• I could give you a character sketch but the characters change… well, apart from the middle-grade misfits who plan on misfitting for several more years yet.
  • I could tell you it’s related to Divide by Zero and Infinite Sum, and no, it’s not about math… well, apart from the protagonist teaching subtraction to those middle-grade misfits in his class.
  • I could give you a sentence–Schoolteacher takes a road trip in search of missing child and finds himself…. maybe add love and cats for added interest (the cat’s important).
  • I could expand on the sentence, but that’s just just extra words.
  • I could ask you a question: Can Subtraction be a Positive? Then I could try to answer the question. And then…

Actually, I kind of like the question idea. If I subtract a negative number it’s the same as adding positives, so what if I subtract a negative thought? What if Subtraction is the story of a life worn down by negatives then turned around by subtracting negativity? Or is that too complex (I’m still working on book 4 of my Mathemafiction sequence, Imaginary Numbers).

Anyway, here’s what I’ve got so far… Three completely different blurbs, and a request that you tell me which (if any) makes you more interested in reading the story. Go on, please… subtract those negatives from my blurbs, send positive vibes, and help me make something great!

Version 1:

On a road trip to look for a missing girl, a schoolteacher finds himself. Love, cats and colleagues remind him the world’s not all evil, but can he truly forgive the darkness it hides? Is trust just weakness in disguise, or is it a gift, a freedom and a hope that things subtracted might yet be restored?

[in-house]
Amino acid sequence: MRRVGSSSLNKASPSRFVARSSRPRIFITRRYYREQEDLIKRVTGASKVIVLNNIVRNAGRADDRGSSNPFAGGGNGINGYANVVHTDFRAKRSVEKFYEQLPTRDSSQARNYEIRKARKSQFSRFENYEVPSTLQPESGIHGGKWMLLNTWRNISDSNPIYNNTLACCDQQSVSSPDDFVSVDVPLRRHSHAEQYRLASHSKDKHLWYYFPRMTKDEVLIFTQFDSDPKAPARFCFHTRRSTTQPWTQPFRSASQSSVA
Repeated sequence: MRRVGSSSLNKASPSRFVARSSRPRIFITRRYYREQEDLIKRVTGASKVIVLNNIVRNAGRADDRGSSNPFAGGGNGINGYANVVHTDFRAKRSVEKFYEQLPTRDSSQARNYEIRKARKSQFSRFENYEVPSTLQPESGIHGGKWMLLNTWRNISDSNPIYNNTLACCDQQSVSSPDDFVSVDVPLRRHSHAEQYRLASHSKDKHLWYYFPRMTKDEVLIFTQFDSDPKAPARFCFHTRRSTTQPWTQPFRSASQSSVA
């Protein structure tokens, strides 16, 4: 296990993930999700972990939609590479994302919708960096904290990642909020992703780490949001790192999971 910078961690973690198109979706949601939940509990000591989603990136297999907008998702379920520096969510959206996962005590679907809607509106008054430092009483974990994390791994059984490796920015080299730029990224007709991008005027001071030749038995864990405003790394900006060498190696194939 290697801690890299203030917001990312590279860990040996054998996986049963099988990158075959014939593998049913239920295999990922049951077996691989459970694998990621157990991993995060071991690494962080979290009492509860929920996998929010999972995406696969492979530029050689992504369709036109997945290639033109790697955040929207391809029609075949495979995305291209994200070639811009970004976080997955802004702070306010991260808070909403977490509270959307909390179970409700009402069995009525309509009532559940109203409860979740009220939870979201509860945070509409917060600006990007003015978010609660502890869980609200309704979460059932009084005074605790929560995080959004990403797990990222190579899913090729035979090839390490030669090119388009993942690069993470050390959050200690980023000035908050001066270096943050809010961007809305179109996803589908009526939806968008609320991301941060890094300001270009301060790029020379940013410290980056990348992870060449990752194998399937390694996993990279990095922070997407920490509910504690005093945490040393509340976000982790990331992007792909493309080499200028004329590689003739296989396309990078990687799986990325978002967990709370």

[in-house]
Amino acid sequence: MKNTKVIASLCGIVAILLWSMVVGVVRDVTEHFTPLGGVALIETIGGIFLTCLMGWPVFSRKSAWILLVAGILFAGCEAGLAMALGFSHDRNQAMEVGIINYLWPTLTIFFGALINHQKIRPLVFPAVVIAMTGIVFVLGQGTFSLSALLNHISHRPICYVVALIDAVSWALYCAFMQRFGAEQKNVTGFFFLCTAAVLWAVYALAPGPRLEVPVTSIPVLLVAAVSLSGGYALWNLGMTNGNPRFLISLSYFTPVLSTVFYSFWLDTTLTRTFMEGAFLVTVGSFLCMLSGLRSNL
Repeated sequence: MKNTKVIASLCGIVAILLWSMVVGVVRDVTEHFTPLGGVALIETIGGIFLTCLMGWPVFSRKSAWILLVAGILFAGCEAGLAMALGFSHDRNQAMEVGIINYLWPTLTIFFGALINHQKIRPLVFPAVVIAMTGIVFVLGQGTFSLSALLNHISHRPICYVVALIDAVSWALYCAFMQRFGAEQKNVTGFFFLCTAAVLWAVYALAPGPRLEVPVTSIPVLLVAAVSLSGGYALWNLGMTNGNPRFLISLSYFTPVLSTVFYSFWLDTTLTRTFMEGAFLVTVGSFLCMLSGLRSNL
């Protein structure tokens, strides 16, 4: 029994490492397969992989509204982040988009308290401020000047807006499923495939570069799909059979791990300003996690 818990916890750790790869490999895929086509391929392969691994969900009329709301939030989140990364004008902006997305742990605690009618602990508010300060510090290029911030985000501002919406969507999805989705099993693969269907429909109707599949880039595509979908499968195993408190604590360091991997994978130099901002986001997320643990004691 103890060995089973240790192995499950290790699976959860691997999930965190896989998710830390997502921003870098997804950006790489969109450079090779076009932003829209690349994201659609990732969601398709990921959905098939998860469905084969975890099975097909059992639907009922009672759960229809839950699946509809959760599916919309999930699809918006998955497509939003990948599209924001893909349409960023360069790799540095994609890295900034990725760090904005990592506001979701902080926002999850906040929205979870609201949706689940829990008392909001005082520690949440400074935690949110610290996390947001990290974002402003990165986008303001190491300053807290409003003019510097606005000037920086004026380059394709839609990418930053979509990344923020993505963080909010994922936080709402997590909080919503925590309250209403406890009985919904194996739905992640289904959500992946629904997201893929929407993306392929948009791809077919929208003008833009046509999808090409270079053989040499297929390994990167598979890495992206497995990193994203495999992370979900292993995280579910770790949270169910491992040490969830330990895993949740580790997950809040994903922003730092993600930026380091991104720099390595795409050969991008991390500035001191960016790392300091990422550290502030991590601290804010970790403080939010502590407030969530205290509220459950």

Version 2 (with questions!):

Can subtraction be a positive? Can loss be a gain? And can a lonely schoolteacher find himself (love and cats) on a cross-country road trip in search of a missing child? Subtraction is a story of love, loss and hope as strangers prove to be sometimes kind, dark places hide light, and middle-grade schoolchildren learn about math, acceptance, and generosity.

Version 3 (less existential, but still with questions):

When a misfit student disappears from math class, her teacher embarks on an epic cross-country journey to find her. But who is he really looking for? Why is the pretty new art teacher so keen to help? And where do all the cats come from?

Sheila Deeth is the author of the Mathemafiction sequence of novels. Find Divide by Zero and Infinite Sum, both published by Indigo Sea Press, where good books are sold, and look out for Subtraction, coming August 1st!

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The Woods – 6 Inspecting The House (2015) by LV Gaudet

1The Woods:

1 – The Woods – The Dare (1985)

2 – Thirty Years Later – The Old Bennet House is for Sale (2015)

3 – The Woods – Jesse Hears a Noise (1985)

4 – The House – First Entry in 30 Years (2015)

5 – The Woods – Return to the House (1985)

2015

 

The realtor enters first, staring in fascination at the outdated furniture and décor.  The air feels heavy with dust and it tickles the back of his throat.

Awkwardly, he remembers and steps aside to let the other man in.

He steps inside after the realtor and, like him, stops to take it all in.  He scans the room, absorbing the old furniture, the layer of dust covering everything like a shroud. The dust in the air is heavy and gives his throat a dry tickle that makes him want to cough.

With a distracted nod to the realtor, he steps further into the house, feeling a momentary pang of regret for not taking his shoes off. “You are supposed to take your shoes off when you enter someone’s home,” he thinks.  He looks around taking it all in.